Employee claimed wrongful dismissal, employer used electronic monitoring to show productivity loss
British Columbia’s Civil Resolution Tribunal has ordered an employee to pay damages to her former boss for time theft after an electronic employee monitoring program revealed a discrepancy in her time logs. The employee had brought a claim against her employer to the BCCRT for wrongful dismissal and severance in lieu of notice.
The concept of time theft is not novel, but it is not something employers tend to rely on, says Jackie Laviolette, partner at Mathews Dinsdale & Clark LLP in Calgary. The tribunal’s finding that electronic monitoring exposed a lack of productivity at face value, requiring her to repay wages for work she did not do, “is very unique from an employer perspective, and not something that we tend to see in court,” she says.
“As an employer counsel, it adds one more arrow in my arsenal of things to look out for, from a misconduct perspective, if you're dealing with a problematic employee.”
The employee at the BC company, Reach CPA Inc., was terminated in March 2022. She claimed wrongful dismissal, $1,371.60 for unpaid wages, and $4,166.67 for one month’s severance in lieu of notice, but limited her claim to $5,000 so she could bring the matter to small claims court.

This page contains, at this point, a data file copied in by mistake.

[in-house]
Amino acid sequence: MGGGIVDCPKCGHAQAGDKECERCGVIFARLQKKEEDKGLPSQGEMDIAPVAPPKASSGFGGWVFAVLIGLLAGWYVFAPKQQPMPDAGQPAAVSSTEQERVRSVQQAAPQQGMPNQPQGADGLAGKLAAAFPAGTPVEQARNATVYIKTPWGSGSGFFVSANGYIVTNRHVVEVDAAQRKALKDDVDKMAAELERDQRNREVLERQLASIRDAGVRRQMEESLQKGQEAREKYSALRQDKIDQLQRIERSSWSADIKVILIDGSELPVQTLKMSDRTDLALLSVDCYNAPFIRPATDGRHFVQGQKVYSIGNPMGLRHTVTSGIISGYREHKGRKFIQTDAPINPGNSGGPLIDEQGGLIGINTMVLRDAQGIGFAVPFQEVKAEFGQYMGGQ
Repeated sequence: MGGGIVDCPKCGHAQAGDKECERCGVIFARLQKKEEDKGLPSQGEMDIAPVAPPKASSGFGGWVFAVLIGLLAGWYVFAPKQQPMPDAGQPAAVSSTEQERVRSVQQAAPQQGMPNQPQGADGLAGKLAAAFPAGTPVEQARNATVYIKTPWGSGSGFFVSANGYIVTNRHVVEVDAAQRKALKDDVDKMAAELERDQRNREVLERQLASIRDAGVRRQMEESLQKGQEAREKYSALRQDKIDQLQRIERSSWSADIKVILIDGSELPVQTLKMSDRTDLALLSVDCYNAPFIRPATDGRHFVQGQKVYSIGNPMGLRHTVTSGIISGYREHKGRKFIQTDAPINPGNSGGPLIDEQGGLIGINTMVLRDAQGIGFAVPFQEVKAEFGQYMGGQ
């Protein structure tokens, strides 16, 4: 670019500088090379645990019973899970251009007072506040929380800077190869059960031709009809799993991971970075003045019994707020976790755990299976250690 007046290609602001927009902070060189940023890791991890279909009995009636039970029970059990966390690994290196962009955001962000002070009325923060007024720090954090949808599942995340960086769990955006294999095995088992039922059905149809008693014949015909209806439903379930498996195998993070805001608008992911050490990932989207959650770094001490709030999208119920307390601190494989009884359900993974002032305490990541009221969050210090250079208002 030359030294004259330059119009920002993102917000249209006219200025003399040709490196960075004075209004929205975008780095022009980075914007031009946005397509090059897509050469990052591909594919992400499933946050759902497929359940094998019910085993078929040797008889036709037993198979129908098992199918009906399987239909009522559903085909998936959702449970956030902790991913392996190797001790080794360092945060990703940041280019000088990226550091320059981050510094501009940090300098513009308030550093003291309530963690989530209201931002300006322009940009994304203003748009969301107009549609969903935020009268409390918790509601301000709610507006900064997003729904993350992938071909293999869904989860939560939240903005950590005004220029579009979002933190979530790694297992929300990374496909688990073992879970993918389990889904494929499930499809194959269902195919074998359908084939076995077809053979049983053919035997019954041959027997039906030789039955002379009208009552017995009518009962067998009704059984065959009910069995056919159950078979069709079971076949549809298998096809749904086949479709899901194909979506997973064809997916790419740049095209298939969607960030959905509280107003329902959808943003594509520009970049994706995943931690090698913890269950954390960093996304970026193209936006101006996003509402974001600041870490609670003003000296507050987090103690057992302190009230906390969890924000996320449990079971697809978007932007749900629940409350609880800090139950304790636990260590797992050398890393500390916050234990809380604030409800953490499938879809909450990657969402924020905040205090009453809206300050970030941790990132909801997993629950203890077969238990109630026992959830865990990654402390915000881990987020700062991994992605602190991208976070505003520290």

The company countered that it terminated her for cause and did not owe her unpaid wages, and that she was not entitled to severance. Reach counterclaimed for a total of $2,603.07, factoring in an unpaid advance that Reach said it paid her when she began working and including $1,506.34 for the time theft.
The tribunal ultimately ordered the employee to pay Reach $2,756.89, mostly for the debt and damages related to the time theft and the outstanding advance.
As it was a civil proceeding, the employee had to prove her claims for wrongful dismissal and severance in lieu of notice on a balance of probabilities. Because Reach alleged just cause in the dismissal, the company bore the burden of proving misconduct.
The parties had entered into an employment agreement where the employee would work from home. They also signed an agreement concerning the advance she would receive when commencing employment. She needed these funds to buy home office equipment and pay her accounting professional education program fees.
A few months in, the employee began having weekly meetings with her manager to address performance issues. The employee had initiated the meetings. Around the same time, Reach installed a time-tracking software called TimeCamp on her laptop.
Following a meeting where the parties established a performance improvement plan, Reach noticed a discrepancy in her timesheet entries. After checking the TimeCamp data, the company said it identified 50.76 hours that the employee had logged in her timesheets but did not appear to be spent on work-related tasks. The parties met two weeks later, where a company representative confronted the employee about the data. After giving her a chance to respond, the company terminated her.
At the tribunal, the employee argued that the time discrepancy was due to her inability to get TimeCamp to differentiate between time spent on the laptop working and time spent on the laptop for personal use. She also said she used paper copies of documents to work on her files. But because of TimeCamp’s automatic functionality and the record of her printing volume, the tribunal accepted Reach’s version of events.
The tribunal found that Reach proved the employee engaged in time theft and that this misconduct led to an irreparable breakdown in the employment relationship such that dismissal was proportionate.